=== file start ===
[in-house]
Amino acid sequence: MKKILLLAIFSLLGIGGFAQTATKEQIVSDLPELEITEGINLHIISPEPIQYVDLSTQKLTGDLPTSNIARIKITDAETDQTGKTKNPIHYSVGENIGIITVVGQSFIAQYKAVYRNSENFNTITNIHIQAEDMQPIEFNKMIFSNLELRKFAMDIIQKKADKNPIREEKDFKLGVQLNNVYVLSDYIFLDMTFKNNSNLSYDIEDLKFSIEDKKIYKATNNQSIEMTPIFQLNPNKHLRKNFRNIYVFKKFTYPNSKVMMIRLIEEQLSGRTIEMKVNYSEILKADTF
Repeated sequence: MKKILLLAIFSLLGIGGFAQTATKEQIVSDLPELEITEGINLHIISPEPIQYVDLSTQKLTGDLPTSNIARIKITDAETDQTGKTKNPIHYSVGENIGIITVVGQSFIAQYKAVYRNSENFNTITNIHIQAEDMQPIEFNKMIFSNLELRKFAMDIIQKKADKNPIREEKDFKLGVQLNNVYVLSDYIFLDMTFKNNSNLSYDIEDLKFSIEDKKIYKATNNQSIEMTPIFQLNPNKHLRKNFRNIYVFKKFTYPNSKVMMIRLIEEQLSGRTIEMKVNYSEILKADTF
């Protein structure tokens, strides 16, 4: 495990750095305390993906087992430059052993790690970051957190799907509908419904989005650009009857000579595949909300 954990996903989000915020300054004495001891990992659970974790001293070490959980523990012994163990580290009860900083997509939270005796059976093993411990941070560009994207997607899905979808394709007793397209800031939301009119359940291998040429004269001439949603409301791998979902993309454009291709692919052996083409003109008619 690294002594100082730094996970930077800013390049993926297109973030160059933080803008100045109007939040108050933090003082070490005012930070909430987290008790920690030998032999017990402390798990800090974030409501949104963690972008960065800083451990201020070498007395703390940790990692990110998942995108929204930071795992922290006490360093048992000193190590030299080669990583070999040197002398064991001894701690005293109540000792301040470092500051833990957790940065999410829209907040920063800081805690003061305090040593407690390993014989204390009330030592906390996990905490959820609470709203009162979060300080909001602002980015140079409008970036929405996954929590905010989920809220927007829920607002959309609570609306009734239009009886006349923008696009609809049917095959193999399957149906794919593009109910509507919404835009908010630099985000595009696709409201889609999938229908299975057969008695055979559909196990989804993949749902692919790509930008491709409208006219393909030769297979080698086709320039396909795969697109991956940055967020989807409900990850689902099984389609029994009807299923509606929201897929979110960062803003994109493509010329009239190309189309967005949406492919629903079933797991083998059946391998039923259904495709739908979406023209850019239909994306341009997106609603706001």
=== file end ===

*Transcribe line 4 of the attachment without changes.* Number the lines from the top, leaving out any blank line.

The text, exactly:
């Protein structure tokens, strides 16, 4: 495990750095305390993906087992430059052993790690970051957190799907509908419904989005650009009857000579595949909300 954990996903989000915020300054004495001891990992659970974790001293070490959980523990012994163990580290009860900083997509939270005796059976093993411990941070560009994207997607899905979808394709007793397209800031939301009119359940291998040429004269001439949603409301791998979902993309454009291709692919052996083409003109008619 690294002594100082730094996970930077800013390049993926297109973030160059933080803008100045109007939040108050933090003082070490005012930070909430987290008790920690030998032999017990402390798990800090974030409501949104963690972008960065800083451990201020070498007395703390940790990692990110998942995108929204930071795992922290006490360093048992000193190590030299080669990583070999040197002398064991001894701690005293109540000792301040470092500051833990957790940065999410829209907040920063800081805690003061305090040593407690390993014989204390009330030592906390996990905490959820609470709203009162979060300080909001602002980015140079409008970036929405996954929590905010989920809220927007829920607002959309609570609306009734239009009886006349923008696009609809049917095959193999399957149906794919593009109910509507919404835009908010630099985000595009696709409201889609999938229908299975057969008695055979559909196990989804993949749902692919790509930008491709409208006219393909030769297979080698086709320039396909795969697109991956940055967020989807409900990850689902099984389609029994009807299923509606929201897929979110960062803003994109493509010329009239190309189309967005949406492919629903079933797991083998059946391998039923259904495709739908979406023209850019239909994306341009997106609603706001």